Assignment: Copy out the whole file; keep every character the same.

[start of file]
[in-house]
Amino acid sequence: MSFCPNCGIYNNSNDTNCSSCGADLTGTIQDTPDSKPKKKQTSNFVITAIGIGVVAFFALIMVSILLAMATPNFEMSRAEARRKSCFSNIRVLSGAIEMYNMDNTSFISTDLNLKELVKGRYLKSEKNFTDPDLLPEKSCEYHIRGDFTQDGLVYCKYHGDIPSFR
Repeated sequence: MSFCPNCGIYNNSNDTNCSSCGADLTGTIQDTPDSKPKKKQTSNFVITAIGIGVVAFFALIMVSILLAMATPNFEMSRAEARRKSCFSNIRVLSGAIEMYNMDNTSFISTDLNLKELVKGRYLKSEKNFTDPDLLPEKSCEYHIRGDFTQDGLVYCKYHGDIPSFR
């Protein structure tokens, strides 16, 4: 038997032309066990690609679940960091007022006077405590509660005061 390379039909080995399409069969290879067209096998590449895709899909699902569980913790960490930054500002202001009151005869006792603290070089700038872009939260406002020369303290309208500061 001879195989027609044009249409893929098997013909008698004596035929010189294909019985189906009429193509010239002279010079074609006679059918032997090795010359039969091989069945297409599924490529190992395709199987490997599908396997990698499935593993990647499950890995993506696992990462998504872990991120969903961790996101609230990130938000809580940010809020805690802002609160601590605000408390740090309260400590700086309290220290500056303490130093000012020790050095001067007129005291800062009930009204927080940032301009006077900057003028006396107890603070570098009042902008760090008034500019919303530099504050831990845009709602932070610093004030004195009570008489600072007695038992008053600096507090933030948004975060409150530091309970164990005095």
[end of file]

[in-house]
Amino acid sequence: MSFCPNCGIYNNSNDTNCSSCGADLTGTIQDTPDSKPKKKQTSNFVITAIGIGVVAFFALIMVSILLAMATPNFEMSRAEARRKSCFSNIRVLSGAIEMYNMDNTSFISTDLNLKELVKGRYLKSEKNFTDPDLLPEKSCEYHIRGDFTQDGLVYCKYHGDIPSFR
Repeated sequence: MSFCPNCGIYNNSNDTNCSSCGADLTGTIQDTPDSKPKKKQTSNFVITAIGIGVVAFFALIMVSILLAMATPNFEMSRAEARRKSCFSNIRVLSGAIEMYNMDNTSFISTDLNLKELVKGRYLKSEKNFTDPDLLPEKSCEYHIRGDFTQDGLVYCKYHGDIPSFR
């Protein structure tokens, strides 16, 4: 038997032309066990690609679940960091007022006077405590509660005061 390379039909080995399409069969290879067209096998590449895709899909699902569980913790960490930054500002202001009151005869006792603290070089700038872009939260406002020369303290309208500061 001879195989027609044009249409893929098997013909008698004596035929010189294909019985189906009429193509010239002279010079074609006679059918032997090795010359039969091989069945297409599924490529190992395709199987490997599908396997990698499935593993990647499950890995993506696992990462998504872990991120969903961790996101609230990130938000809580940010809020805690802002609160601590605000408390740090309260400590700086309290220290500056303490130093000012020790050095001067007129005291800062009930009204927080940032301009006077900057003028006396107890603070570098009042902008760090008034500019919303530099504050831990845009709602932070610093004030004195009570008489600072007695038992008053600096507090933030948004975060409150530091309970164990005095």